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I have a function in python that does error checking on a string. If the function finds an error it will return a tuple with an error code and an identifier for that error. Later in the program I have the function that handles the error. It accepts the tuple into two variables.

errCode, i = check_string(s,pathType)

check_string is the function that produces the tuple. What I want it to does is return just zero if there is no error. When a zero is returned the above code seems to fail because there is nothing for the variable i.

Is there an easy way to get this to work or do I just need to have the program return a tuple of 0 and 0 if no error is found?

share|improve this question
up vote 3 down vote accepted

I would use the exception system for this.

class StringError(Exception):
    NO_E = 0
    HAS_Z = 1

def string_checker(string):
    if 'e' not in string:
        raise StringError('e not found in string', StringError.NO_E)
    if 'z' in string:
        raise StringError('z not allowed in string', StringError.HAS_Z)
    return string.upper()

s = 'testing'
    ret = string_checker(s)
    print 'String was okay:', ret
except StringError as e:
    print 'String not okay with an error code of', e.args[1]
share|improve this answer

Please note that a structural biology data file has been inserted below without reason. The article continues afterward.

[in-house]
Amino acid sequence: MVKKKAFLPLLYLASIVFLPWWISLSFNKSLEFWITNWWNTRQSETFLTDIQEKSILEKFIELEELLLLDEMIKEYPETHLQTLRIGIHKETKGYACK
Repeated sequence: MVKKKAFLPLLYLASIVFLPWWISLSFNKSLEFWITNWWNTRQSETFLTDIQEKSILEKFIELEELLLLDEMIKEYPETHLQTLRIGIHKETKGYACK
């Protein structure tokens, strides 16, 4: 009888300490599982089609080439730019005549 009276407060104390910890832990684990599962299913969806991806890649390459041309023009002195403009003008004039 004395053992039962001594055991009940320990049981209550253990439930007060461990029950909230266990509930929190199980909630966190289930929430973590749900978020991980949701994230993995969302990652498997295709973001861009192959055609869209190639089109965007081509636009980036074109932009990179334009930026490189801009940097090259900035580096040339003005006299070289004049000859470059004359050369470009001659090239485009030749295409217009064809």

Maybe I'm not getting the problem, but all this to simply check if the tuple contains one or two values? Not meant as a criticism, and clearly using the exception mechanism has its place (given EAFP), but seems more complex than necessary. – Levon Jul 29 '12 at 10:52
@Levon Returning error values is rather C-ish and not very Pythonic. Maybe I've read too much in-between the lines, but given the OP's first paragraph, my first thought was "use Exceptions" - in this case, string_checker returns a valid string (without using tuples and codes), otherwise raises, which can be handled where ever required... Just seems a "cleaner" design to me. – Jon Clements Jul 29 '12 at 10:58
Appreciate the feedback and I see your reasoning, thanks. – Levon Jul 29 '12 at 11:00
@Levon You're welcome. It's also easy to "forget" to check error codes leading to something breaking later, or even worse, being a silent bug that does "who knows what" over time... – Jon Clements Jul 29 '12 at 11:07
Yes, that's a very valid point, and a definite advantage of exceptions, they won't let you forget them for sure :) and require to be handled. I guess it's a matter of when and where to use them, but I understand your reasons for this solution much better now. – Levon Jul 29 '12 at 11:11

You could use None as the value for error

def check_string(s,pathType):
    # No error
    return (None, i)
share|improve this answer

Why not simply check the length of the tuple before trying to retrieve the values?

err_tup = check_String(s, pathType)
if len(err_tup) == 2:
    errCode, i = err_tup
else: # assuming it can only be 1 otherwise
    errCode = err_tup

This would work without making any changes to the rest of your code that generates the tuple, and is semantically clear.

Based on "Simple is better than complex."

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If you are going to return zero:

foo = func()
if not foo:
    print 'No errors'
    # foo is tuple
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